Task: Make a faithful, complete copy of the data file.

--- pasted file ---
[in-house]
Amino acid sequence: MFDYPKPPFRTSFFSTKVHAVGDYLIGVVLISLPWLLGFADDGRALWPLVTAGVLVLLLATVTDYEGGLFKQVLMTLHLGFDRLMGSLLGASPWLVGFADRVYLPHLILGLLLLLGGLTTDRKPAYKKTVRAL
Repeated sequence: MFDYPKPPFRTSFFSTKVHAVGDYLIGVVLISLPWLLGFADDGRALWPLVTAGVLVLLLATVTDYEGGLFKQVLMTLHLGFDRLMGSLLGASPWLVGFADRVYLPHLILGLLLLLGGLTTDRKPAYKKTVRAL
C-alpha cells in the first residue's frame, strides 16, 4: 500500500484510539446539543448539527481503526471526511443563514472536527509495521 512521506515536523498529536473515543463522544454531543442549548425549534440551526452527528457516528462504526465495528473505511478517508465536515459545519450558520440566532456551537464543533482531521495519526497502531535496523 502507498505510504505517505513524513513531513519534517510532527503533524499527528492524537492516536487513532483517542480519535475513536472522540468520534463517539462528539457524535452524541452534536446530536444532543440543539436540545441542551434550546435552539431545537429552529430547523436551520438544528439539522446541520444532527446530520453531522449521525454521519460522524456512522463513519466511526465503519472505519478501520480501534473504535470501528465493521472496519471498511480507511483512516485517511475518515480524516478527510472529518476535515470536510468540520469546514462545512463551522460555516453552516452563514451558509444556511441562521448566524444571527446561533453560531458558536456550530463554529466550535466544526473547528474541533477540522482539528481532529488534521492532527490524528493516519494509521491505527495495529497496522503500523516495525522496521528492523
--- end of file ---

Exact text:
[in-house]
Amino acid sequence: MFDYPKPPFRTSFFSTKVHAVGDYLIGVVLISLPWLLGFADDGRALWPLVTAGVLVLLLATVTDYEGGLFKQVLMTLHLGFDRLMGSLLGASPWLVGFADRVYLPHLILGLLLLLGGLTTDRKPAYKKTVRAL
Repeated sequence: MFDYPKPPFRTSFFSTKVHAVGDYLIGVVLISLPWLLGFADDGRALWPLVTAGVLVLLLATVTDYEGGLFKQVLMTLHLGFDRLMGSLLGASPWLVGFADRVYLPHLILGLLLLLGGLTTDRKPAYKKTVRAL
C-alpha cells in the first residue's frame, strides 16, 4: 500500500484510539446539543448539527481503526471526511443563514472536527509495521 512521506515536523498529536473515543463522544454531543442549548425549534440551526452527528457516528462504526465495528473505511478517508465536515459545519450558520440566532456551537464543533482531521495519526497502531535496523 502507498505510504505517505513524513513531513519534517510532527503533524499527528492524537492516536487513532483517542480519535475513536472522540468520534463517539462528539457524535452524541452534536446530536444532543440543539436540545441542551434550546435552539431545537429552529430547523436551520438544528439539522446541520444532527446530520453531522449521525454521519460522524456512522463513519466511526465503519472505519478501520480501534473504535470501528465493521472496519471498511480507511483512516485517511475518515480524516478527510472529518476535515470536510468540520469546514462545512463551522460555516453552516452563514451558509444556511441562521448566524444571527446561533453560531458558536456550530463554529466550535466544526473547528474541533477540522482539528481532529488534521492532527490524528493516519494509521491505527495495529497496522503500523516495525522496521528492523